Jon Hockenyos, the economic advisor who earlier this week told the Austin City Council that job losses in the Austin metro area could total over 261,000, says that most of the people losing those jobs will probably be reemployed by the end of September.
He expects the height of unemployment to be the month of May, with jobs beginning to pick up again in June. If 261,000 positions were lost, it would represent 25.4% of jobs in Austin before the coronavirus pandemic. Actual unemployment would be slightly higher than 25.4% because over 2% of the Austin job force was already unemployed before any coronavirus-related job losses took place.
Hockenyos does not expect employment by September 30 to fully match pre-crisis levels.
"I think we are going to see a little bit of permanent job loss," he says, without giving a specific forecast. "You will see some companies closing."
In the April 7 presentation, Hockenyos, who is the president of the economic development consultancy TXP, grouped occupations into categories and estimated a percentage of potential job loss for each.
He expects to see the greatest losses in occupations related to food preparation and service; cleaning and maintenance of buildings and grounds; and sales, with projected losses of 81%, 61% and 56%, respectively.
On the other end of the spectrum, he forecasts that computer and mathematical occupations; education, training and library occupations; and farming, fishing and forestry occupations will see no net job losses.
In his calculations, Hockenyos looked at factors such as whether occupations were essential to public health or safety, whether they involved work that could be done off-site, and whether they were salaried.
He also considered how close workers needed to be to others as they did their job.
Hockenyos points out that there are many unknowns. He says he finds it realistic to base estimates on a gradual return to jobs beginning in June, but many factors will ultimately affect the availability of jobs.
"If there is a second wave, things will change," he says. "If there is a cure, things will change. This is a process. You have to keep checking in."
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The University of Texas-Austin continued its march toward a new normal on Friday, as university President Gregory Fenves marked his last day of leadership after five years in office—the final two months of it dominated by sweeping pandemic-era changes on campus.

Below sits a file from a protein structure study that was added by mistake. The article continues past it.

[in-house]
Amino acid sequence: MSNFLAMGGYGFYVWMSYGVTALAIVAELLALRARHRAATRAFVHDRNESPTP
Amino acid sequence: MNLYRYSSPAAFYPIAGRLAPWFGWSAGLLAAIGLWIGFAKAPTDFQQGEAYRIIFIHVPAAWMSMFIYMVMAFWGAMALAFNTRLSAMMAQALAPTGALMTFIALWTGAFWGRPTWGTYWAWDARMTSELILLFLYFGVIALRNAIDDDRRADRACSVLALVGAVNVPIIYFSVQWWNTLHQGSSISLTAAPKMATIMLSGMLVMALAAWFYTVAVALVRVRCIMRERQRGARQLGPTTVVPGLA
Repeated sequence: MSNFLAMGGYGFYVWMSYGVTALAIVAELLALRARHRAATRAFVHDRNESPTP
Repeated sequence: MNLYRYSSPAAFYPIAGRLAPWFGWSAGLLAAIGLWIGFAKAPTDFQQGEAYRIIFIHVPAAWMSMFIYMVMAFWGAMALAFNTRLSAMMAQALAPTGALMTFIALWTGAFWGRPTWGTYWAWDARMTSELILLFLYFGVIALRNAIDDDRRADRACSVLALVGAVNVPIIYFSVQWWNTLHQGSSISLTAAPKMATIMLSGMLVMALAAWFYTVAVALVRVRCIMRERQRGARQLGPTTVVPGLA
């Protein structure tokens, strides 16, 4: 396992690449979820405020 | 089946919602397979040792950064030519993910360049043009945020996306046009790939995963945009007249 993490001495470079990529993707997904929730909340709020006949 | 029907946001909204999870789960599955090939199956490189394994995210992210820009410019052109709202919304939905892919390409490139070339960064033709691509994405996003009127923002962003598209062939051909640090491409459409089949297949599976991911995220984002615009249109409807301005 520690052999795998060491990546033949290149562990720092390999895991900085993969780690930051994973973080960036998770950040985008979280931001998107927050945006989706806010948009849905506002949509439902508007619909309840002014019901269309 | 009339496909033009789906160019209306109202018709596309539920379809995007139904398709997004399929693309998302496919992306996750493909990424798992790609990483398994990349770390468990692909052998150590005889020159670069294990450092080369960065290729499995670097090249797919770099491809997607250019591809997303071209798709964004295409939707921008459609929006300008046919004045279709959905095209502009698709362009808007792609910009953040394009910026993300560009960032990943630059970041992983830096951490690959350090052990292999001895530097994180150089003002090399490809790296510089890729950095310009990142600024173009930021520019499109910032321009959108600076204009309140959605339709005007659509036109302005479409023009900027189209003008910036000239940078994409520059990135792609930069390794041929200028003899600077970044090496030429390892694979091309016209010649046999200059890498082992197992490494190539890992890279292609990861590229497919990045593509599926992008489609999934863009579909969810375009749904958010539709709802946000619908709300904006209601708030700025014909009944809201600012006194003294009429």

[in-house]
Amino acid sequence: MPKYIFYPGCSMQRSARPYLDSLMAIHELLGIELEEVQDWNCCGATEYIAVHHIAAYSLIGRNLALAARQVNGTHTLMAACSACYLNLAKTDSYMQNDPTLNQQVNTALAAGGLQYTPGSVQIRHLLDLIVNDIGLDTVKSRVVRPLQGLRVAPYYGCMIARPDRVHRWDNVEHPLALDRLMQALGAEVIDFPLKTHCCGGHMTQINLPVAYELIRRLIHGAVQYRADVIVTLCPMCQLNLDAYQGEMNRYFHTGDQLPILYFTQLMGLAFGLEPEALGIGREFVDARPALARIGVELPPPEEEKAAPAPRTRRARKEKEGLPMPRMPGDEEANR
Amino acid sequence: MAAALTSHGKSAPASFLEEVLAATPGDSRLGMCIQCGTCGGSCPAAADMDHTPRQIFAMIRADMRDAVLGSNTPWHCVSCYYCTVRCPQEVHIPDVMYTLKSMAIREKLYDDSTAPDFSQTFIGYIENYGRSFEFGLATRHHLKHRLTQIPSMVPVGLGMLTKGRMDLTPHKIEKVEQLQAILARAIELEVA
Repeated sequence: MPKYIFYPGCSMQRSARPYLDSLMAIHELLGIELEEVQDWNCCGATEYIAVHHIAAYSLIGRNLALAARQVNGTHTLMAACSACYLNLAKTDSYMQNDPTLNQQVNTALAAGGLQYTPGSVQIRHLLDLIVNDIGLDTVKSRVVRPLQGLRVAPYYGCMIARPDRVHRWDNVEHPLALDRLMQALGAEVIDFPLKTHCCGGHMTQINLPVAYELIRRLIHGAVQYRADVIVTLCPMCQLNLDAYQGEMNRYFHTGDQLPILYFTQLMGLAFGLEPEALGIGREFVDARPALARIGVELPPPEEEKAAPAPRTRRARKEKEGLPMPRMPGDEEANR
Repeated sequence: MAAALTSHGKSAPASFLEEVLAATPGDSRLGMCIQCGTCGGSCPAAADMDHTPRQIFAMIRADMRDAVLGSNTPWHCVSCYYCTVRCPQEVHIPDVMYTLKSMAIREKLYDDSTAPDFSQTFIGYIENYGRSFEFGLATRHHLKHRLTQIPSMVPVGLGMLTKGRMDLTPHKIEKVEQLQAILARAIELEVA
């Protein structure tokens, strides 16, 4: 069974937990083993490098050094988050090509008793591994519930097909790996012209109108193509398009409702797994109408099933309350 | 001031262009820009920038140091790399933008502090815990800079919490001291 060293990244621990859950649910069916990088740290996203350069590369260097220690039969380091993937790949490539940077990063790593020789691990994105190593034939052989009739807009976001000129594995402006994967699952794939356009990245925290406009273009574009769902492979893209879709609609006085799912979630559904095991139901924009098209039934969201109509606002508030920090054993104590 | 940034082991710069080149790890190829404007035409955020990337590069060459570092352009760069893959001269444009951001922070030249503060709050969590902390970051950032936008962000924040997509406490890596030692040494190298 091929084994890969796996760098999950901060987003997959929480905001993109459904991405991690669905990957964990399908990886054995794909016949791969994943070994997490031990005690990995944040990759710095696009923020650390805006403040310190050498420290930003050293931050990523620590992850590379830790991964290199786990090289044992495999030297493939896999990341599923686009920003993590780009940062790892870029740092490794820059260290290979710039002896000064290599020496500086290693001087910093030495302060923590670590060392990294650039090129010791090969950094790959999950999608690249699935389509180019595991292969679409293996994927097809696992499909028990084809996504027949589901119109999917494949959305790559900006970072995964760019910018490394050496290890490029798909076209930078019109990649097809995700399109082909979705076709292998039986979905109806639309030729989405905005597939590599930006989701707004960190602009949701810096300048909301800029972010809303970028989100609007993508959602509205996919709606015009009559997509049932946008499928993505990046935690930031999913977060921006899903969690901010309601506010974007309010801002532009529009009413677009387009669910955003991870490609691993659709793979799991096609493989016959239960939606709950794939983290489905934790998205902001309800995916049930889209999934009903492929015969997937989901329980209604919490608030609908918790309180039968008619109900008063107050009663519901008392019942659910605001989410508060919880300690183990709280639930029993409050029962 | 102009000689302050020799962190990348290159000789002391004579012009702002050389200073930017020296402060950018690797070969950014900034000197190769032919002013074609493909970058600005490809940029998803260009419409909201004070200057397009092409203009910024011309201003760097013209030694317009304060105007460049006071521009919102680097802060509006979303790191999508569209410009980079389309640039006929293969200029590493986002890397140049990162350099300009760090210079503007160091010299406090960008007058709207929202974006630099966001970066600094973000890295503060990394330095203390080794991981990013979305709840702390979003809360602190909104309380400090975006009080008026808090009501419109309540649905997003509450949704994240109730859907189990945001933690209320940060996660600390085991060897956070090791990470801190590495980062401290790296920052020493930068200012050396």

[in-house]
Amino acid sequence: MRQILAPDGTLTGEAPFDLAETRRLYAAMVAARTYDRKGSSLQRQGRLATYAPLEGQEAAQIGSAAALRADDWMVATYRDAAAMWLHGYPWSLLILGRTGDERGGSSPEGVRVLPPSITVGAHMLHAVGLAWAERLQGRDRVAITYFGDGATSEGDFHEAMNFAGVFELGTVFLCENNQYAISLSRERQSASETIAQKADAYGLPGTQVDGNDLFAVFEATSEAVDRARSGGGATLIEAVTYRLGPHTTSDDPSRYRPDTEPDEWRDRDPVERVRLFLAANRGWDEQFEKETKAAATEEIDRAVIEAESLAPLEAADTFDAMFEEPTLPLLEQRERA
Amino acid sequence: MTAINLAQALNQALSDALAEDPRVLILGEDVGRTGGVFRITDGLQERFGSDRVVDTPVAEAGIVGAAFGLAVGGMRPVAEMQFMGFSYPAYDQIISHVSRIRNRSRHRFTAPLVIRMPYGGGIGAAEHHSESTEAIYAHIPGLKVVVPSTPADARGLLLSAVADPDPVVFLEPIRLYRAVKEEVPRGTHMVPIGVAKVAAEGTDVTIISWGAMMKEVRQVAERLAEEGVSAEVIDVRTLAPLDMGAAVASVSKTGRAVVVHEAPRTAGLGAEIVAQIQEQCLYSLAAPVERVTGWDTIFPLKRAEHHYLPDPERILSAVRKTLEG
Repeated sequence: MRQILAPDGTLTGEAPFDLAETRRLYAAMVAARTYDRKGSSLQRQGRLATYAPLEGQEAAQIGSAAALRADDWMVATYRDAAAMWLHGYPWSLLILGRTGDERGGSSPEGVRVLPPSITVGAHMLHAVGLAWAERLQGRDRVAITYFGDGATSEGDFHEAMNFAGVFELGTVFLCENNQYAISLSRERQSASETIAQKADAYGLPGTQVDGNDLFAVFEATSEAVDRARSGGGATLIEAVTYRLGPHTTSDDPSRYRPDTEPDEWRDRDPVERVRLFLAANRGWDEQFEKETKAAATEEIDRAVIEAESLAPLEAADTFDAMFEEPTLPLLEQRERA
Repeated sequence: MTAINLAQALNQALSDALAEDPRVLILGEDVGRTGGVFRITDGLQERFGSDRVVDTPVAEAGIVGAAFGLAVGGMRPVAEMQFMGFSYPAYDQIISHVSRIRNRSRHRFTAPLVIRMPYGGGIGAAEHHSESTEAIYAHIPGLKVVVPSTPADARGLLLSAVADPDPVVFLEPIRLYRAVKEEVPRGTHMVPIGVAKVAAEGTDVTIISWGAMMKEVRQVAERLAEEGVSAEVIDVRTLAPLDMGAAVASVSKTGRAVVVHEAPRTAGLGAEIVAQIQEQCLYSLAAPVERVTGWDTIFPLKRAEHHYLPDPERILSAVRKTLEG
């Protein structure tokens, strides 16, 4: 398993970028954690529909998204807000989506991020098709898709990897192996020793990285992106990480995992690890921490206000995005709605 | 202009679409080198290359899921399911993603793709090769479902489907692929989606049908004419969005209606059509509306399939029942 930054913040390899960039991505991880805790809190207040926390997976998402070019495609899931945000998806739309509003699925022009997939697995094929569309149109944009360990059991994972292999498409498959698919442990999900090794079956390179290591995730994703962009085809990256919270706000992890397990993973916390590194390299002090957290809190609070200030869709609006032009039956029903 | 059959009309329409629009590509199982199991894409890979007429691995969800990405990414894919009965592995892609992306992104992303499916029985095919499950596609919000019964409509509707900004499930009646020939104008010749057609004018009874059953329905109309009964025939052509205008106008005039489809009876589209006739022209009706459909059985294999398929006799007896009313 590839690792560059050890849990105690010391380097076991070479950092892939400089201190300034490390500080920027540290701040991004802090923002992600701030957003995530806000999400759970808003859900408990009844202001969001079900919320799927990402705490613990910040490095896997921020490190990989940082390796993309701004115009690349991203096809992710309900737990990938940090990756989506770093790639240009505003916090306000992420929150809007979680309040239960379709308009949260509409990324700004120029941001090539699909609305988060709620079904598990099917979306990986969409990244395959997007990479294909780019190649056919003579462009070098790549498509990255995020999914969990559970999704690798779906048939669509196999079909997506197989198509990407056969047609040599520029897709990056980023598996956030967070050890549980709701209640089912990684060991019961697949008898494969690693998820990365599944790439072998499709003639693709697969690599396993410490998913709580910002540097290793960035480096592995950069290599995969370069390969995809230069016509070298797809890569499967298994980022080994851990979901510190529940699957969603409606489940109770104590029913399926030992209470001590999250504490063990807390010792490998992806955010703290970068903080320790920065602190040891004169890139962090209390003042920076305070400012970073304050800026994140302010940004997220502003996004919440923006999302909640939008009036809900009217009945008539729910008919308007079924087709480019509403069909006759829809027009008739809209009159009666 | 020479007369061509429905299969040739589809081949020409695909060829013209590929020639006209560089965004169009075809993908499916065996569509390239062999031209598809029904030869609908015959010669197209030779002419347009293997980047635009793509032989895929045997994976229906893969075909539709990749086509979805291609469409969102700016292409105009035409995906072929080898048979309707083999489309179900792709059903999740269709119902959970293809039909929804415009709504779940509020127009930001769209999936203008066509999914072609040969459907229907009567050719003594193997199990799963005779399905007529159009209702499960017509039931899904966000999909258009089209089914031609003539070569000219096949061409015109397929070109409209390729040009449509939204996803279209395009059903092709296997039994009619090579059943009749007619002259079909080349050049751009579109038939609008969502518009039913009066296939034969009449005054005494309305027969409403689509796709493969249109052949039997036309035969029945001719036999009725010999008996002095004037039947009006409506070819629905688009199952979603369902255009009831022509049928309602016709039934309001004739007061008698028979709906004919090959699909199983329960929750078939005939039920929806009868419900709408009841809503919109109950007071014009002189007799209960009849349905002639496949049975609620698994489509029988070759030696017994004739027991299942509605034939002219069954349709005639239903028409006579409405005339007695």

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Protests over police killings planned for Austin this weekend following widespread demonstrations across U.S.
At least two protests are planned in Austin this weekend over the recent killings of black men by police: Mike Ramos, who was fatally shot by an Austin Police Department officer on April 24 in Southeast Austin, and George Floyd, who died in police custody on Monday after a Minneapolis Police Department officer knelt on his neck. Both events were filmed.
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As Texas navigates reopening restaurants and bars safely, al fresco spots provide the perfect place for long-quarantined Austin residents. Some of these favorites are open only on the patio, others are allowing customers to eat to-go orders in the space, and a few are full service—the details are subject to change. This is not an all-inclusive list, but here they are, in no particular order:
Upscale seafood fare is served under striped umbrellas on the tree-lined porch, with dogs allowed and an unfettered view of South Congress foot traffic.
Address: 1400 S. Congress Ave.
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- As protests sparked by the death of George Floyd in Minneapolis spread to cities around the county, a demonstration drawing attention to both Floyd and Mike Ramos is planned for Austin this weekend.
- With local businesses concerned they can't make a profit at limited capacity, the city council may soon allow the use of sidewalks and parking lots to increase it, CBS Austin reports.
- KUT notes that, ultimately, it's up to voters to decide who votes by mail.
- Aaron Franklin will be inducted into the Barbecue Hall of Fame, writes Daniel Vaughn at Texas Monthly, just as his restaurant faces its biggest challenge yet.
'This has dwarfed anything else we've seen': Nonprofits adapt to soaring need, fewer volunteers and a fundraising slump
Since the COVID-19 pandemic arrived in Austin, the Central Texas Food Bank has seen a tenfold increase in food costs.
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